Opinion 09-134

June 3-4, 2009


Digest:         An acting Supreme Court Justice who has had no judicial involvement in a home foreclosure sale to be held in the same court where he/she presides may purchase the home at the foreclosure sale but must not lend, nor appear to lend the prestige of his/her judicial office to influence the sale.


Rules:          22 NYCRR 100.2; 100.2(A); 100.2(C); 100.3(B)(6); Opinions 08-95; 07-108; 06-93; 99-44 (Vol. XVII); 90-11 (Vol. V).



         An acting Supreme Court Justice asks whether he/she may purchase a home at a foreclosure sale held in the same court where he/she presides. According to the judge, he/she has had no judicial involvement in the foreclosure proceeding or the sale of the home but is only involved as a prospective purchaser.

         A judge must avoid impropriety and its appearance in all the judge’s activities (see 22 NYCRR 100.2), and must always act in a manner to promote public confidence in the judiciary’s integrity and impartiality (see 22 NYCRR 100.2[A]). Therefore, a judge must not lend the prestige of judicial office to advance his/her own private interests (see 22 NYCRR 100.2[C]).

         In the Committee’s view, the Rules Governing Judicial Conduct do not prohibit a judge from participating in a foreclosure sale on the same basis as any other private citizen, even in his/her own court, as long as another judge will preside over the proceeding (cf. Opinion 90-11 [Vol. V] [judge may bring a pro se case in small claims part of his/her own court before the other judge].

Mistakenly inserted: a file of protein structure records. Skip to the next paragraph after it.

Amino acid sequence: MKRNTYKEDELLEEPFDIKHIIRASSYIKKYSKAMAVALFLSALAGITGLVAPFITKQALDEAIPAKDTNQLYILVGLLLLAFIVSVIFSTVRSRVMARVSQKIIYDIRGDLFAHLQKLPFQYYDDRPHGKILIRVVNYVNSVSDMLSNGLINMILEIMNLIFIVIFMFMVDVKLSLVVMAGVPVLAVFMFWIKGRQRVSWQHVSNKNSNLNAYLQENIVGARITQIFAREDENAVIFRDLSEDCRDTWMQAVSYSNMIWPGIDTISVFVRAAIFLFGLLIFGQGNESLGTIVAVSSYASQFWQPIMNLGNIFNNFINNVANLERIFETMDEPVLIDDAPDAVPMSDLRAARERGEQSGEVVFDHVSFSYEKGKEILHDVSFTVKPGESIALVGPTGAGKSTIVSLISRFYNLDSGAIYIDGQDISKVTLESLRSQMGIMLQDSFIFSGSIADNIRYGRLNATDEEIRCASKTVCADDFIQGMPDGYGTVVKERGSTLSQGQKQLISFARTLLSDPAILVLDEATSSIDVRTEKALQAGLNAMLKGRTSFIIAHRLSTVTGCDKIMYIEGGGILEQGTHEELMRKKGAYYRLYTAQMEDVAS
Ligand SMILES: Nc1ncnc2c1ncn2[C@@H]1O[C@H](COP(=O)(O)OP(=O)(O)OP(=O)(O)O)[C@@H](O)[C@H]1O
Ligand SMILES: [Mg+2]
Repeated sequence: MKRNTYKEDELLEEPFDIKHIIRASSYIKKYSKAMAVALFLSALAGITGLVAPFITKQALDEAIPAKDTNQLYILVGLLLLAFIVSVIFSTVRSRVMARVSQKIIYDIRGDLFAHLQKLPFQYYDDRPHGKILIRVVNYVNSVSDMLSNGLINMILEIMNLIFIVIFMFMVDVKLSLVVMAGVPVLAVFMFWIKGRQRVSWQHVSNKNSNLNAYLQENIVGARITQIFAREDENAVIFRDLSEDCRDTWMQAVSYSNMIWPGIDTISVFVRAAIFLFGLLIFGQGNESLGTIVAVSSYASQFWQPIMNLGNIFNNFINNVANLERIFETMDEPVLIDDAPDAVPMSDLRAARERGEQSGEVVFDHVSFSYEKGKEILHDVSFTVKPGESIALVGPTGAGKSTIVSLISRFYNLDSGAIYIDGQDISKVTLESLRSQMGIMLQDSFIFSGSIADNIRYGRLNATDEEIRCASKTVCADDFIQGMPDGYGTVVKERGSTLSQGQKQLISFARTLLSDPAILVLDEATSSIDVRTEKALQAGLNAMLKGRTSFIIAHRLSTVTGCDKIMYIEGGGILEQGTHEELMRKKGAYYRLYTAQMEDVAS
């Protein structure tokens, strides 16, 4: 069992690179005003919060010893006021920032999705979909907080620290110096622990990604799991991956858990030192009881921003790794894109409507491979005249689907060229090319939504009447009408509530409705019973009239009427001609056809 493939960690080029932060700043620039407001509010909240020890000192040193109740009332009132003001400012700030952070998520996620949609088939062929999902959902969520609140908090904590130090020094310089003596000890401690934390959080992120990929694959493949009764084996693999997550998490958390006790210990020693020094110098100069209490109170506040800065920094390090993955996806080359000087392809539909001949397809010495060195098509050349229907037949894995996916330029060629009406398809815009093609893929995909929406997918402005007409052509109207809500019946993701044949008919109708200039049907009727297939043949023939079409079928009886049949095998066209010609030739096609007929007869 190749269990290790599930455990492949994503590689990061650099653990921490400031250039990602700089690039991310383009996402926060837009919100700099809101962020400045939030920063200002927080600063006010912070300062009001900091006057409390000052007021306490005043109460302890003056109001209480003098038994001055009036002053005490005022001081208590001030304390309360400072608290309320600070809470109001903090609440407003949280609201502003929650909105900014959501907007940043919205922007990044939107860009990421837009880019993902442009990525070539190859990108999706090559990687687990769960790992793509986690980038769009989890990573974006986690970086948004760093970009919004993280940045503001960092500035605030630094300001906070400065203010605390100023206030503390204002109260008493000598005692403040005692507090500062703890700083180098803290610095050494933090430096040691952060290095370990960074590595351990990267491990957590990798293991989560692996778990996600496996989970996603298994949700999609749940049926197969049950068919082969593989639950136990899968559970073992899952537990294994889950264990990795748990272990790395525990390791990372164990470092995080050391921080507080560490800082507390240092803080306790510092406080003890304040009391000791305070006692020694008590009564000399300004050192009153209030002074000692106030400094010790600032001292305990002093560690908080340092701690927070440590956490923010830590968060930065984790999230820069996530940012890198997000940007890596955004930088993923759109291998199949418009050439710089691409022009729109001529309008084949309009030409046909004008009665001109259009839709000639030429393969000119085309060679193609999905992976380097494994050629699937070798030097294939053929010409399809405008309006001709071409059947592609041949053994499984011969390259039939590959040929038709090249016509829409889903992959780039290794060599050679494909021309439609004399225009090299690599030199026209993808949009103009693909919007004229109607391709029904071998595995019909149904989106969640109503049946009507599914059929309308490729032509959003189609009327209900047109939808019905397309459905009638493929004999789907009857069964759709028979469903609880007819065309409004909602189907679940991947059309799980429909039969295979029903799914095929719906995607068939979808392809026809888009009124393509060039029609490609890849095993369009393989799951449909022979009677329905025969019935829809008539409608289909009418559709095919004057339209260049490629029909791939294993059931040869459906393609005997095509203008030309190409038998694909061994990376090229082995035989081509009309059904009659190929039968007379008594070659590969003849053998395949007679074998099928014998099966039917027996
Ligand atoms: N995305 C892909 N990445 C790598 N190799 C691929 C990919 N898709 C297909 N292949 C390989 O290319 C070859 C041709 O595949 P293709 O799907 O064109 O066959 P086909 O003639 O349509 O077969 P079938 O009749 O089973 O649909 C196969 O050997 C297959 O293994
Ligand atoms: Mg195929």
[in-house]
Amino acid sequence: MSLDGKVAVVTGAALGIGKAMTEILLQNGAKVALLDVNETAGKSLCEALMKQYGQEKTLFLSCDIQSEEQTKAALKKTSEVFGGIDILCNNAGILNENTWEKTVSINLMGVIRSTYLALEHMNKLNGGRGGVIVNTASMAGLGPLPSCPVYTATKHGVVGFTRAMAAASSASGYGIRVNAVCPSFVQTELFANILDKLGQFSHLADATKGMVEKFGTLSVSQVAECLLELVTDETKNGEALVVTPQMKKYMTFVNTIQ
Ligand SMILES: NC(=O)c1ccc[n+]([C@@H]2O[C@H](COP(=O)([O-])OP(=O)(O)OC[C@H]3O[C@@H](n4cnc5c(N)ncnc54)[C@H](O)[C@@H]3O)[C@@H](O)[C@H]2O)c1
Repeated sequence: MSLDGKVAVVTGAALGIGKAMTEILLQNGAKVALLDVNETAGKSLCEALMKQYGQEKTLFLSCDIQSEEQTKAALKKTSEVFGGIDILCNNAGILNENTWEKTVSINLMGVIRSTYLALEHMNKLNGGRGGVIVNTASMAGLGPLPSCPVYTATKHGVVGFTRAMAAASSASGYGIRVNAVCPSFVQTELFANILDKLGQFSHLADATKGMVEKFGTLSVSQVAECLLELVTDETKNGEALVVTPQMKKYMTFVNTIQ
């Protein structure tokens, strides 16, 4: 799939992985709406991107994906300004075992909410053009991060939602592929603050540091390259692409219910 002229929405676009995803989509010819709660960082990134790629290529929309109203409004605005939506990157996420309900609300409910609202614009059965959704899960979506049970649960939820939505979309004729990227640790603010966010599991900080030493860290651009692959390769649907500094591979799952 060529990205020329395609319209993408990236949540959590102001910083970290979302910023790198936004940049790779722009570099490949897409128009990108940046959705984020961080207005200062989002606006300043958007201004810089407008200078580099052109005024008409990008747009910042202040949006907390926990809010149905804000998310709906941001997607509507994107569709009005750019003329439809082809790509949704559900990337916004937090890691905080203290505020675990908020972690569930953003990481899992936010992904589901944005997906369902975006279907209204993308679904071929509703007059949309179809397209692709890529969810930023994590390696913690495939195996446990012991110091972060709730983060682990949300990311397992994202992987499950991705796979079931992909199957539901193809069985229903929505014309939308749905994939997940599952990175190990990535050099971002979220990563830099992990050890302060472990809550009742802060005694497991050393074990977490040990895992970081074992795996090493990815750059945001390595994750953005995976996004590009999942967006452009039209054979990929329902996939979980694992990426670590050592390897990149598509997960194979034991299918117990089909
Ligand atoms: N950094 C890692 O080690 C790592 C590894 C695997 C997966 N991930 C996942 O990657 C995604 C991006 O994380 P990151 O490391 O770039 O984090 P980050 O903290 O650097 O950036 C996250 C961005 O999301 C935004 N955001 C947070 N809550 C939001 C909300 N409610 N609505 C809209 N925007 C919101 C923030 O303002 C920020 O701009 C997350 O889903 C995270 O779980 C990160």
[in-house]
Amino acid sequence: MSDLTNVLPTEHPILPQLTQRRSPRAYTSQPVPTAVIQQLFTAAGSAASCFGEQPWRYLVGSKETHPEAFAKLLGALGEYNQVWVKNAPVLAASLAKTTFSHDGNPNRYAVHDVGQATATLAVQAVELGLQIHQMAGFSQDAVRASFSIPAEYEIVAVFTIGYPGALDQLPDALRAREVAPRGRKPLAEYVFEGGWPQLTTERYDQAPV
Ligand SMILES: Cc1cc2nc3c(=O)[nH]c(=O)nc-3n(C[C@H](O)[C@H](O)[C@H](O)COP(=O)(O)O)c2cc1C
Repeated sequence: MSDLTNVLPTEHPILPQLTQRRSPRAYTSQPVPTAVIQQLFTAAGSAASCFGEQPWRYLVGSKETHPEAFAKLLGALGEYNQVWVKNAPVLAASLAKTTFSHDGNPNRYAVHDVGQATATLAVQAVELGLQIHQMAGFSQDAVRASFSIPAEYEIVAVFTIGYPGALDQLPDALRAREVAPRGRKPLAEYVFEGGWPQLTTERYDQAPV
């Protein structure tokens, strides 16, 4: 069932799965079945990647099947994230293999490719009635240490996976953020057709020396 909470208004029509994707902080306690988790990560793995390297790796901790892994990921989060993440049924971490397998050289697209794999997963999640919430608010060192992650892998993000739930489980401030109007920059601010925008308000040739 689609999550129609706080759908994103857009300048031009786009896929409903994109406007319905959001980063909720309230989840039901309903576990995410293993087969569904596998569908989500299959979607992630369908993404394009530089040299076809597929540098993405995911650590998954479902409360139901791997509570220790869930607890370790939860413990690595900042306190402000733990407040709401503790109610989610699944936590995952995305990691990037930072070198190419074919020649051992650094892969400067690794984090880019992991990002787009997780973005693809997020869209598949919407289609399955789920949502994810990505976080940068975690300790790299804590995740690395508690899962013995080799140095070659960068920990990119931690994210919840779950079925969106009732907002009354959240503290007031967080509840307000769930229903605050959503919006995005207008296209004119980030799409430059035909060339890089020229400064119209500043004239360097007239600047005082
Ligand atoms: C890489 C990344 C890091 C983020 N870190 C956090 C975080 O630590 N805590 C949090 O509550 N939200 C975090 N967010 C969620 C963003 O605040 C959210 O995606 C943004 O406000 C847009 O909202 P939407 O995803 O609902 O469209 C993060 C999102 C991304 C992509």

However, the judge may not use his/her judicial office, or even appear to use it to influence the sale (see 22 NYCRR 100.2[A]; 100.2[C]). For example, the judge should not seek or act on any information that has not yet become available to the public about homes that will be offered for foreclosure in his/her court (cf. Opinion 99-44 [Vol. XVII] [prohibiting use of non-public information acquired in a judicial capacity for purposes unrelated to official judicial duties]). Nor should the judge alert his/her co-judge or court personnel of his/her interest in purchasing a home at the foreclosure sale, other than in the same time, place and manner as other members of the public who are not judges or court employees (cf. 22 NYCRR 100.3(B)(6) [judge shall not initiate ex parte communications]; Opinion 07-108 [inquiring judge may not suggest any course of action to another judge who is presiding over a matter that involves the inquiring judge’s business or real property]). The Committee further notes that the judge should not voluntarily disclose his/her judicial status during the course of the foreclosure sale unless he/she must do so pursuant to law or administrative rule (cf. Opinions 08-95 [judge/litigant should not disclose his/her judicial status to the judge presiding in the action]; 06-93 [when judge expresses his/her views to government officials as a private citizen whose personal interests will be affected by a pending decision, judge must not use official stationery or refer to his/her judicial office]).